The U.S. Centers for Disease Control and Prevention (CDC) has extended the Framework for Conditional Sailing Order (CSO) with minor modifications, according to a statement, through Jan. 15, 2022.
After the expiration of the CSO, the CDC said it intends to transition to what it called a voluntary program, in coordination with the industry to detect, mitigate and control the spread of COVID-19 onboard cruise ships.
The CDC Director signed the Temporary Extension & Modification of the CSO on October 25, 2021; it is effective upon expiration of the current CSO on November 1, 2021.
The Temporary Extension & Modification of the CSO shall remain in effect until the earliest of
- The expiration of the Secretary of Health and Human Services’ declaration that COVID-19 constitutes a public health emergency;
- The CDC Director rescinds or modifies the order based on specific public health or other considerations; or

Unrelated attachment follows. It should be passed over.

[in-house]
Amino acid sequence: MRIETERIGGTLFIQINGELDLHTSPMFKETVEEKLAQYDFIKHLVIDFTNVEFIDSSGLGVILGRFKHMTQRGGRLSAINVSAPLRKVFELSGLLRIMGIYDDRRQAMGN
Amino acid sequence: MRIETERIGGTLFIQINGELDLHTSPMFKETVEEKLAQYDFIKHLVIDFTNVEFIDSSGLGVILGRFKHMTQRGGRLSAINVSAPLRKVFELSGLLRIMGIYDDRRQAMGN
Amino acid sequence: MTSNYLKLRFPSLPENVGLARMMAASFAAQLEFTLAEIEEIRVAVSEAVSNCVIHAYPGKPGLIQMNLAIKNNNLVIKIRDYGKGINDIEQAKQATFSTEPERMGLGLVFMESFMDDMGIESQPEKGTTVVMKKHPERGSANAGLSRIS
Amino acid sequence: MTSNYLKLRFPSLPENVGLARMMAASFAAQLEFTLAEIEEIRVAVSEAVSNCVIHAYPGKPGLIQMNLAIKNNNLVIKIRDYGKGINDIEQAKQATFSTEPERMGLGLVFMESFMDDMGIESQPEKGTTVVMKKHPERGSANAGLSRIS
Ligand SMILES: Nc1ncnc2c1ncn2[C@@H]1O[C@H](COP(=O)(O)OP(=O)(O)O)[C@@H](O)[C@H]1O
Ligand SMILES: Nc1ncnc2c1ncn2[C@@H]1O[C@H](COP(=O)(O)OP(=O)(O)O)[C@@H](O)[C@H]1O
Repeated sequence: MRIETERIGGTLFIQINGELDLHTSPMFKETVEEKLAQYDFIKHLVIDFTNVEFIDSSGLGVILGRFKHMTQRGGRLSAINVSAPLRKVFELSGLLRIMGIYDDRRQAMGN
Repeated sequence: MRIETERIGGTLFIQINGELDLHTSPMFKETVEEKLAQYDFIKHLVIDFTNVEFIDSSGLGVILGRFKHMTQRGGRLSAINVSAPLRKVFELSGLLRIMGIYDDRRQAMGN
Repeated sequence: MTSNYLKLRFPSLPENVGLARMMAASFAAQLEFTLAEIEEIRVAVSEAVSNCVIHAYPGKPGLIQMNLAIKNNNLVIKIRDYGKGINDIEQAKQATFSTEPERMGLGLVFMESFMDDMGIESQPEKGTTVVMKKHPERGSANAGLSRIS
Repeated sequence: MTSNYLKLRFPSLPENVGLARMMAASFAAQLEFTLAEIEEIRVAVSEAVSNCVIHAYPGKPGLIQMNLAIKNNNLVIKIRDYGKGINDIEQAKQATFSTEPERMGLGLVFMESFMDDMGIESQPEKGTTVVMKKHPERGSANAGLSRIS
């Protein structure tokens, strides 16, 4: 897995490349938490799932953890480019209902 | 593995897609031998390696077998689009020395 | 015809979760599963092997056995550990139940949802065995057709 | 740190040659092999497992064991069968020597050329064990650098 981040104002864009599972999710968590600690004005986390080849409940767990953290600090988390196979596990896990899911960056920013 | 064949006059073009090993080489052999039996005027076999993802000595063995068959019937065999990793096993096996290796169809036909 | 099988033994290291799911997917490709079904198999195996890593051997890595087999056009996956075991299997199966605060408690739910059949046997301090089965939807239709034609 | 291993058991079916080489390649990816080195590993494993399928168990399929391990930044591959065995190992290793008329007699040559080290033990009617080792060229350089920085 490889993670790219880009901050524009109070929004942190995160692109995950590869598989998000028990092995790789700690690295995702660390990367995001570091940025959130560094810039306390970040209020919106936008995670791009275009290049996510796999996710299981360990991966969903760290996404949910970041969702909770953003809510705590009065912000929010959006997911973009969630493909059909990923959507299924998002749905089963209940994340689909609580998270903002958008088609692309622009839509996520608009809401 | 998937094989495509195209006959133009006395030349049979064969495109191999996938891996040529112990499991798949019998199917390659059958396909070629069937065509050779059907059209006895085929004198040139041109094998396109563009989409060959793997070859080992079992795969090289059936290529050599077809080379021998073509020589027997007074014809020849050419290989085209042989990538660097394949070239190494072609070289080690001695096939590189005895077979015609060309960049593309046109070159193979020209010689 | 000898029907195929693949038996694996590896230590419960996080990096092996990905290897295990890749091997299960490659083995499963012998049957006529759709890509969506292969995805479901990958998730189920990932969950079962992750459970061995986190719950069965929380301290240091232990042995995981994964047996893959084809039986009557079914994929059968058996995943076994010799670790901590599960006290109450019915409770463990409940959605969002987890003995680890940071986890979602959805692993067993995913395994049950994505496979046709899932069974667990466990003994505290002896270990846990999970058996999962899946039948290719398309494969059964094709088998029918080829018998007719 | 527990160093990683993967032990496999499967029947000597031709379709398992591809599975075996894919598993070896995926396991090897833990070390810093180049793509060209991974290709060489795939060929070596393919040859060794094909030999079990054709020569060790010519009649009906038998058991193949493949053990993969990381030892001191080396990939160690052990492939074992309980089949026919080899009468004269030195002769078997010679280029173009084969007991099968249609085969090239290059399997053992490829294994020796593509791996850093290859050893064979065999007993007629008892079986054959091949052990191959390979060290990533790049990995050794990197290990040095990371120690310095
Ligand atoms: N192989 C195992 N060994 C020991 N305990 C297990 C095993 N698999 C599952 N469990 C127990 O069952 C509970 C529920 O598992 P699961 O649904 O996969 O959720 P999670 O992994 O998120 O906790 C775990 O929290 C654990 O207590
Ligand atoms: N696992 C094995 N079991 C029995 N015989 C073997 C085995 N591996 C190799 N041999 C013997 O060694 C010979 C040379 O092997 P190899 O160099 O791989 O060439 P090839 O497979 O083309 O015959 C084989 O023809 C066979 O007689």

- January 15, 2022 at 12:01 am EDT.
- After the expiration of the Temporary Extension & Modification of the CSO, CDC intends to transition to a voluntary program, in coordination with cruise ship operators and other stakeholders, to assist the cruise ship industry to detect, mitigate, and control the spread of COVID-19 onboard cruise ships.
As of July 23, 2021, the CSO and accompanying measures, such as technical instructions, are nonbinding recommendations for cruise ships arriving in, located within, or departing from a port in Florida, according to a statement from the CDC.
The CDC said in its statement that it is continuing to operate the CSO as a voluntary program for such ships that choose to follow the CSO measures voluntarily.
A number of minor changes are available to see in the updated order, announced through “Dear Colleague” communications to industry partners.
The CDC said it did not view the extension as “imposing any new burdens or obligations on cruise ship operators when compared to the previous CSO … the most significant change is to narrow the applicability of the CSO to ‘foreign-flagged’ cruise ships operating in U.S. jurisdictions hat do not routinely exercise public health jurisdiction nor maintain public health programs that conduct surveillance, inspections, investigations, and management for communicable diseases with potential for significant morbidity and mortality onboard foreign-flagged ships.”